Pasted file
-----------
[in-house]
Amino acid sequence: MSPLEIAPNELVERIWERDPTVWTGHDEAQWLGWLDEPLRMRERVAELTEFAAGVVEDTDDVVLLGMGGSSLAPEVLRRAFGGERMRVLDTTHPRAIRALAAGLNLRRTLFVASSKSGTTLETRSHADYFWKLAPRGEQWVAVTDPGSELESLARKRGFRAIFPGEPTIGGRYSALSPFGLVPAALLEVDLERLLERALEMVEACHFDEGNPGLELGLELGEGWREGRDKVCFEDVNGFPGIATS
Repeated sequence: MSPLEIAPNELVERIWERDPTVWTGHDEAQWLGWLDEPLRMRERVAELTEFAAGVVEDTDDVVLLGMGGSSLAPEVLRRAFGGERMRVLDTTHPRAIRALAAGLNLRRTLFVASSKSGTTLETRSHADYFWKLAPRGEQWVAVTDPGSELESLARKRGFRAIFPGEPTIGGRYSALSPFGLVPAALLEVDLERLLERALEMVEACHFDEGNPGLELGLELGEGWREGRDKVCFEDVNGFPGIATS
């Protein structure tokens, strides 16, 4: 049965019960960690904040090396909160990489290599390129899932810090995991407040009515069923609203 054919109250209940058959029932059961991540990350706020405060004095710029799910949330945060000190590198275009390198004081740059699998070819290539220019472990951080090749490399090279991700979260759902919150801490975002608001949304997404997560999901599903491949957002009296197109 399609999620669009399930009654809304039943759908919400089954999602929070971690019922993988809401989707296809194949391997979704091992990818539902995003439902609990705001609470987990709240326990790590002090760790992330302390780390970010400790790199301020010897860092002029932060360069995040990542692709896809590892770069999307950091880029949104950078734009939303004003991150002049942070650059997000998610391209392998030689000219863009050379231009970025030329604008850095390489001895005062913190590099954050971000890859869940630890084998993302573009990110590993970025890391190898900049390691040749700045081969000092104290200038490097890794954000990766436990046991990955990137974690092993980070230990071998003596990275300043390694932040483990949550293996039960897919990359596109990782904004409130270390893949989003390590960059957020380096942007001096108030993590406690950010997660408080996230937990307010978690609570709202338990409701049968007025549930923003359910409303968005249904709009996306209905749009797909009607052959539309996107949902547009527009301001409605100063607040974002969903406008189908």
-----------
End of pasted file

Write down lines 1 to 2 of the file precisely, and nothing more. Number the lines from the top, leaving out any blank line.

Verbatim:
[in-house]
Amino acid sequence: MSPLEIAPNELVERIWERDPTVWTGHDEAQWLGWLDEPLRMRERVAELTEFAAGVVEDTDDVVLLGMGGSSLAPEVLRRAFGGERMRVLDTTHPRAIRALAAGLNLRRTLFVASSKSGTTLETRSHADYFWKLAPRGEQWVAVTDPGSELESLARKRGFRAIFPGEPTIGGRYSALSPFGLVPAALLEVDLERLLERALEMVEACHFDEGNPGLELGLELGEGWREGRDKVCFEDVNGFPGIATS